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Plaque to mark 'golden spike' spot

Almost 129 years after the "golden spike" was pounded in the Ashland rail yard, joining north and south lines and putting an end to bumpy stage coach rides, the historic event is finally being commemorated at noon Thursday with a handsome plaque bolted to a giant rock.

There won’t be any northbound and southbound trains meeting and popping champagne corks, just a few speeches by members of historic and parks commissions, a little city band music — and a smiling Dan Merrill, a train buff who made it all happen and, coincidentally, is celebrating 30 years working for the city Parks & Recreation department on the same day.

Merrill eight years ago found the perfect boulder for the plaque, left over from the ’97 flood and stored in the gravel pit above Winburn Way. He tried over the years to get the Parks Commission interested in a Golden Spike monument, he says, but made no headway till current “history loving” members got behind it.

Merrill ordered the bronze plaque cast by a foundry in New York for $540 and paid for half of it himself. The nonprofit Ashland Heritage Commission paid for the rest. The city invested $1,500 in landscaping and stonework, part of it donated by the Medford Garden Railroad Club, of which Merrill is a member.

It was the towering, convoluted Siskiyou Mountains that posed the obstacle to connection of north-south lines and a continuous loop around the nation. Lines came to Ashland from the north and to Siskiyou County from the south in 1884, but it took three more years to lay track and bore 14 tunnels through the mountain range, he says.

The golden spike was pounded with a silver hammer at 5:04 p.m., Dec. 17, 1887, by bank magnate Charles Crocker, millionaire founder of the Central Pacific Railroad. It was dark by that time of day, so no photos of the event survive. It was slated to happen at noon, but a freight car blocked a tunnel, says Merrill. Telegraph was hooked up reaching all parts of the nation, so the glorious news was flashed to all and “after that, Ashland really took off.”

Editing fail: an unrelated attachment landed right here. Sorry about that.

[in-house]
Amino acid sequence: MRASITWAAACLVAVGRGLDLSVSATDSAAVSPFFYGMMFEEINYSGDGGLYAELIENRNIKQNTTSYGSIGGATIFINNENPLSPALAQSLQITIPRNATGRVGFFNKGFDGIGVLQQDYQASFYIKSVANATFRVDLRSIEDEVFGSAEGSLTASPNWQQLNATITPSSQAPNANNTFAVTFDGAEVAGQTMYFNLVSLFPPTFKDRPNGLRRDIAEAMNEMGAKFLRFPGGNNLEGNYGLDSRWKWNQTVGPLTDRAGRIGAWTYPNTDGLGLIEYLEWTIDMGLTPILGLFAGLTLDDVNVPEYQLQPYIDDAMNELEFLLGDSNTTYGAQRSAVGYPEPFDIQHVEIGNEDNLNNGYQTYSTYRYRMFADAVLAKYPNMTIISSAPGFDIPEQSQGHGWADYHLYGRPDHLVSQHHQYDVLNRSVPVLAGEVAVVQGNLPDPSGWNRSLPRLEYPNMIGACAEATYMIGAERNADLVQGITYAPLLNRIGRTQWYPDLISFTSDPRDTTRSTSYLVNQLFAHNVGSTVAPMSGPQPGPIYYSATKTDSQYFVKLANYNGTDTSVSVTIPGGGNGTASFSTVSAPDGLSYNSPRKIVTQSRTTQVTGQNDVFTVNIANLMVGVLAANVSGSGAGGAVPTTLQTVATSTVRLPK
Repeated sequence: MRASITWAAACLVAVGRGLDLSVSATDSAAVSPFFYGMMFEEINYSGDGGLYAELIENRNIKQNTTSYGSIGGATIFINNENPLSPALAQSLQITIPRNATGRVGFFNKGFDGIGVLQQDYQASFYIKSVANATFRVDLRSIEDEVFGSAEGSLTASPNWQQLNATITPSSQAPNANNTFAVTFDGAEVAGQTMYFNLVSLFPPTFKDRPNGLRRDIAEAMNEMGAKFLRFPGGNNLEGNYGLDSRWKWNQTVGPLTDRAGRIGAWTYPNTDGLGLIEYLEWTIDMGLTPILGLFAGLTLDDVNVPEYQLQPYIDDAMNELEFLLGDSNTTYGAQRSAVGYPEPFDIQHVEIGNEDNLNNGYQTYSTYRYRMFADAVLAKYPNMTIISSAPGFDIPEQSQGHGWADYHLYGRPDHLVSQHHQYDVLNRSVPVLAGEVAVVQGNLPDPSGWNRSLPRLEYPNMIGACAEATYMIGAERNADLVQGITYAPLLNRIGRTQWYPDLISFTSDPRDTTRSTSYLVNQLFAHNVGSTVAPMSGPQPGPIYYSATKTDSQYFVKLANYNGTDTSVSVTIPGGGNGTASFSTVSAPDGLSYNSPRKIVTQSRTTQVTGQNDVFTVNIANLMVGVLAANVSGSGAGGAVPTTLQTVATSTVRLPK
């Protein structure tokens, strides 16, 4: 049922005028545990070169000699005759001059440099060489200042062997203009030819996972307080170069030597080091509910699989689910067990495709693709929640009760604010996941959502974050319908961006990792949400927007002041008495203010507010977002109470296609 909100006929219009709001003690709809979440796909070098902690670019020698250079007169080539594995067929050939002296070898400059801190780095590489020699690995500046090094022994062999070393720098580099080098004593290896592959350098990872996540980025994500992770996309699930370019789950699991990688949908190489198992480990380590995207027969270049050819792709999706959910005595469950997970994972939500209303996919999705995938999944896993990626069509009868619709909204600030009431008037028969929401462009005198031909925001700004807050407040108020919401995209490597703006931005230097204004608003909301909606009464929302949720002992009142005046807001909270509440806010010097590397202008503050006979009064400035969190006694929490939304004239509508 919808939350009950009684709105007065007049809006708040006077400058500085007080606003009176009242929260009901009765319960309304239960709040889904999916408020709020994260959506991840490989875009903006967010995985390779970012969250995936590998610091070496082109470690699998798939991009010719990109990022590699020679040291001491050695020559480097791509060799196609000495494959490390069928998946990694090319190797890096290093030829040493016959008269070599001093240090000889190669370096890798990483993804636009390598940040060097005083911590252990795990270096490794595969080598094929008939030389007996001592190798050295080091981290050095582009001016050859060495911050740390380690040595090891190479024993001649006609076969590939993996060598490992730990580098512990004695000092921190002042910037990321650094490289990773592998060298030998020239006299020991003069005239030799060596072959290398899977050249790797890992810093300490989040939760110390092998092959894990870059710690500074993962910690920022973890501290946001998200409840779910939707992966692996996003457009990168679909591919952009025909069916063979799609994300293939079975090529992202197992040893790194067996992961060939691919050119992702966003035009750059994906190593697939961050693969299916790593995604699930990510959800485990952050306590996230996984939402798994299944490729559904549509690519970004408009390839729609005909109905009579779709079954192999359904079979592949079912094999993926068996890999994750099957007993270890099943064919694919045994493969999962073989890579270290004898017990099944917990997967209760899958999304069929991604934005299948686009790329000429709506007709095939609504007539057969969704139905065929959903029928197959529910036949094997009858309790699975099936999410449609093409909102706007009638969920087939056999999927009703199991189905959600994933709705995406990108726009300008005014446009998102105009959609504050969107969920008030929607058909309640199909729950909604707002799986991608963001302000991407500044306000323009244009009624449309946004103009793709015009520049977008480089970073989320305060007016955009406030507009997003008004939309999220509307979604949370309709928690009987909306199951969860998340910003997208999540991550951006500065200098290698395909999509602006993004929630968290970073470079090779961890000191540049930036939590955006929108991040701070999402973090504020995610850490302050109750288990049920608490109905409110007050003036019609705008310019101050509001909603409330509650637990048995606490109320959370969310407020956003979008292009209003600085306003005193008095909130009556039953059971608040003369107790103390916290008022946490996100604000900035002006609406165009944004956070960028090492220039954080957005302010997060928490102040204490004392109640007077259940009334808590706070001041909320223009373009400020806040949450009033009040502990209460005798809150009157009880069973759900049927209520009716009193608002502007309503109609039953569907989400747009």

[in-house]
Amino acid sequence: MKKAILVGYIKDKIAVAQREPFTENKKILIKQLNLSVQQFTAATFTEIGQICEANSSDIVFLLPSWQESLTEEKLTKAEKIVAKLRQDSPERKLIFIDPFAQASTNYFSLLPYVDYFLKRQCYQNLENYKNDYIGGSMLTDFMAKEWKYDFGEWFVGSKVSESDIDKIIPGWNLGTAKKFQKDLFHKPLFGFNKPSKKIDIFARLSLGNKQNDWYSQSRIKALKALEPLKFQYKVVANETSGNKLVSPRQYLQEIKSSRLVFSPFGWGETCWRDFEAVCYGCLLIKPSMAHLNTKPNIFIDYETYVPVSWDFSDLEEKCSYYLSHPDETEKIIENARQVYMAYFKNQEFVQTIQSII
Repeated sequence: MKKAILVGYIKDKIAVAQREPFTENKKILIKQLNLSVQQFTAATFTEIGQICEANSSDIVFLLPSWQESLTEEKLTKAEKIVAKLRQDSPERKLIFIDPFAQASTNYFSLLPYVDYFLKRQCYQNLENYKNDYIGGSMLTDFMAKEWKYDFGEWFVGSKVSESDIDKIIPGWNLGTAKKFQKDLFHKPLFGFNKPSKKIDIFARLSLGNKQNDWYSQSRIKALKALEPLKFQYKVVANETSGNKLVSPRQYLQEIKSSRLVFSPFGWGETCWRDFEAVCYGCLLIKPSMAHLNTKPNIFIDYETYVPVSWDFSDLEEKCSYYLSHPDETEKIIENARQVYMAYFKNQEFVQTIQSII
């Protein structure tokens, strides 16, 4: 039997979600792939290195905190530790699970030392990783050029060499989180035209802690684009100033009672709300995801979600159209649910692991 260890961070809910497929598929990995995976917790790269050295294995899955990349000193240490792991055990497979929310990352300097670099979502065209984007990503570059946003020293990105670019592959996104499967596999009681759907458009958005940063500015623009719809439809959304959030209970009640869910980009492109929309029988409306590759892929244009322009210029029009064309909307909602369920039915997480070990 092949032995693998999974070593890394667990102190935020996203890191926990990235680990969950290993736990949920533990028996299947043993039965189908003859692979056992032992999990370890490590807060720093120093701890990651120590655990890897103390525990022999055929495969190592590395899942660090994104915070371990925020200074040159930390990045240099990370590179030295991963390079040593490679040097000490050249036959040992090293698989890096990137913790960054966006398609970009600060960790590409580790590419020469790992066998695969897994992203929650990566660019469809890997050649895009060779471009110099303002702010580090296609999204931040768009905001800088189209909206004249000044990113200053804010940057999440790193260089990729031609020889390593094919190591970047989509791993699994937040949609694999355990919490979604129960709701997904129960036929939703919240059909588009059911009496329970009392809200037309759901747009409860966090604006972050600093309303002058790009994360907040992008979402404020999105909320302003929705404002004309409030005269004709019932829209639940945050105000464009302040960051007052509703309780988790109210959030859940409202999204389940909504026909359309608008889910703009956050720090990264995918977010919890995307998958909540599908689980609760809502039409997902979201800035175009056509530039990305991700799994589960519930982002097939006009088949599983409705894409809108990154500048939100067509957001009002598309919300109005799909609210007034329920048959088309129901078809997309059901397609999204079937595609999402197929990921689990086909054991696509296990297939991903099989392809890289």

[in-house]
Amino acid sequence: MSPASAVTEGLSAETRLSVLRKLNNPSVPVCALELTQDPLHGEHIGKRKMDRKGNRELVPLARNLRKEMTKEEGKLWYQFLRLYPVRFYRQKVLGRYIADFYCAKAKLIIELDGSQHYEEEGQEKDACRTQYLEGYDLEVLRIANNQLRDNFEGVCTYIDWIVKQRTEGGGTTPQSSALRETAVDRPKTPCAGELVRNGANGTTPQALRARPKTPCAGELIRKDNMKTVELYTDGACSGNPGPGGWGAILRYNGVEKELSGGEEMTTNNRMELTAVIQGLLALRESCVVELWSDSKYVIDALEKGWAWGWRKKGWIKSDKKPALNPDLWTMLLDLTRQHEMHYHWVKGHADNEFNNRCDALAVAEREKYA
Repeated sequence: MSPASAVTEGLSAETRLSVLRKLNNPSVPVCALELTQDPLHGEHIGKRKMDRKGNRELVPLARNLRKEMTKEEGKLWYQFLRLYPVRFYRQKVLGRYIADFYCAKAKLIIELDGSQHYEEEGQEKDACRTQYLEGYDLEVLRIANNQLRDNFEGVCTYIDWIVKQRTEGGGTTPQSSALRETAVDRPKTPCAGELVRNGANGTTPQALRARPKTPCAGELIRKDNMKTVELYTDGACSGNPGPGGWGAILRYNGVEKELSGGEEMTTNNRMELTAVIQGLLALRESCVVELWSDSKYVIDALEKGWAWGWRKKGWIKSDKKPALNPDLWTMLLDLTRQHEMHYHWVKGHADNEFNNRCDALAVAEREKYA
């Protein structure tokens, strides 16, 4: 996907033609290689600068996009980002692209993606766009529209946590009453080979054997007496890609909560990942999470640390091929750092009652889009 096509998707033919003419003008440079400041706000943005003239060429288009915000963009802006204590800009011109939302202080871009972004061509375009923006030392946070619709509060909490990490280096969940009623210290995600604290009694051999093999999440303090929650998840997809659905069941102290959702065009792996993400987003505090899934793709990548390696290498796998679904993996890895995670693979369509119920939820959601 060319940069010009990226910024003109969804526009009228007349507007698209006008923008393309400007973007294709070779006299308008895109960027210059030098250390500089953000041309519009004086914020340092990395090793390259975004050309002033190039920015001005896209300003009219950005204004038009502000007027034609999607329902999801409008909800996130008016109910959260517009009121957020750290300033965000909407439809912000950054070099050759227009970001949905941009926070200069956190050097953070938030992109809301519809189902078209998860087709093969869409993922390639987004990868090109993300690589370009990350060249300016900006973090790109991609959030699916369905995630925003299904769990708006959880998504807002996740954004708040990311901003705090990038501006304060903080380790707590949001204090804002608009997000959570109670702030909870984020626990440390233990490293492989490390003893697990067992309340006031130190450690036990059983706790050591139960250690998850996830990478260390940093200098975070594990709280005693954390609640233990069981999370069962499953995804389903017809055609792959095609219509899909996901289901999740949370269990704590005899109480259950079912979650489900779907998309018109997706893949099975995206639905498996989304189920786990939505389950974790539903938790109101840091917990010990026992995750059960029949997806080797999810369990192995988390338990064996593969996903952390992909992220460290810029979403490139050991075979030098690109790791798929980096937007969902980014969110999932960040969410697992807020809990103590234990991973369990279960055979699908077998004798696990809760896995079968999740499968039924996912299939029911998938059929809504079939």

The nation’s east-west rail line was completed at Promontory Summit, Utah Territory, in 1869, with a much bigger golden spike ceremony.

The plaque commemorating the Ashland ceremony that will be dedicated Thursday says: “Ashland, OR. California & Oregon linked at last. At this location on December 17, 1887 at 5:04 p.m. the golden spike was symbolically driven by Charles Crocker of the Southern Pacific Railroad. This final connection completed freight and passenger service around the nation.”

The ribbon-cutting ceremony affixing the plaque takes place at noon Thursday at 748 A St., at 8th Street on the east end of Railroad Park, by the bike path, with remarks by Parks & Recreation director Michael Black, Parks & Recreation Commissioner Jim Lewis and Taylor Leonard of the city Historic Commission. The city band played at the original golden spike ceremony, five city band members will play at this event. There will be refreshments.

Rail lines through Ashland were silent since 2008, but Central Oregon & Pacific Railroad restarted freight rail service in 2015. The railroad received an award for Excellence in Historic Preservation from the city of Ashland this spring for refurbishing and reopening the Siskiyou Line.

John Darling is an Ashland freelance writer. Reach him at jdarling@jeffnet.org.